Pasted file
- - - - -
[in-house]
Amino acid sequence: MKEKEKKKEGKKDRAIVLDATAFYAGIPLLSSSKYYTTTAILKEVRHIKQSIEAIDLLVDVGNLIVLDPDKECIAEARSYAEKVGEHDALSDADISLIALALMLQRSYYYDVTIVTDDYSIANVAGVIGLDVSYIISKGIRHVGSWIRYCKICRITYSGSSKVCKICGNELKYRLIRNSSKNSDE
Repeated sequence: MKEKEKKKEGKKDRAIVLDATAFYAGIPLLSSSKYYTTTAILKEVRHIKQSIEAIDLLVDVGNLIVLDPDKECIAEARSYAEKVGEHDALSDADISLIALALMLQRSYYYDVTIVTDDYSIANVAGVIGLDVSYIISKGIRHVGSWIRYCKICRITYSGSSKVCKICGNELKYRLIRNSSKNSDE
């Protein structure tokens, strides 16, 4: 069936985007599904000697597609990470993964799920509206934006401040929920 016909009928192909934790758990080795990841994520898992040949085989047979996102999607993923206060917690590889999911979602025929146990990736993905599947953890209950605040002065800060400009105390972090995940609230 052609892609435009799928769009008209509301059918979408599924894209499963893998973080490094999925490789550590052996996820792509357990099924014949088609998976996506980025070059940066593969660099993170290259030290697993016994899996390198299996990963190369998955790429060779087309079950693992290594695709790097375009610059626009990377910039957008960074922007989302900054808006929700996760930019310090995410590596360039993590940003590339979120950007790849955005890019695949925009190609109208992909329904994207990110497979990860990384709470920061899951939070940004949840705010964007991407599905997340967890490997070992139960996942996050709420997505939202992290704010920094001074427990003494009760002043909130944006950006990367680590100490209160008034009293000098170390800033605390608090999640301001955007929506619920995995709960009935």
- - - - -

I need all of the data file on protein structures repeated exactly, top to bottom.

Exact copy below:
[in-house]
Amino acid sequence: MKEKEKKKEGKKDRAIVLDATAFYAGIPLLSSSKYYTTTAILKEVRHIKQSIEAIDLLVDVGNLIVLDPDKECIAEARSYAEKVGEHDALSDADISLIALALMLQRSYYYDVTIVTDDYSIANVAGVIGLDVSYIISKGIRHVGSWIRYCKICRITYSGSSKVCKICGNELKYRLIRNSSKNSDE
Repeated sequence: MKEKEKKKEGKKDRAIVLDATAFYAGIPLLSSSKYYTTTAILKEVRHIKQSIEAIDLLVDVGNLIVLDPDKECIAEARSYAEKVGEHDALSDADISLIALALMLQRSYYYDVTIVTDDYSIANVAGVIGLDVSYIISKGIRHVGSWIRYCKICRITYSGSSKVCKICGNELKYRLIRNSSKNSDE
């Protein structure tokens, strides 16, 4: 069936985007599904000697597609990470993964799920509206934006401040929920 016909009928192909934790758990080795990841994520898992040949085989047979996102999607993923206060917690590889999911979602025929146990990736993905599947953890209950605040002065800060400009105390972090995940609230 052609892609435009799928769009008209509301059918979408599924894209499963893998973080490094999925490789550590052996996820792509357990099924014949088609998976996506980025070059940066593969660099993170290259030290697993016994899996390198299996990963190369998955790429060779087309079950693992290594695709790097375009610059626009990377910039957008960074922007989302900054808006929700996760930019310090995410590596360039993590940003590339979120950007790849955005890019695949925009190609109208992909329904994207990110497979990860990384709470920061899951939070940004949840705010964007991407599905997340967890490997070992139960996942996050709420997505939202992290704010920094001074427990003494009760002043909130944006950006990367680590100490209160008034009293000098170390800033605390608090999640301001955007929506619920995995709960009935």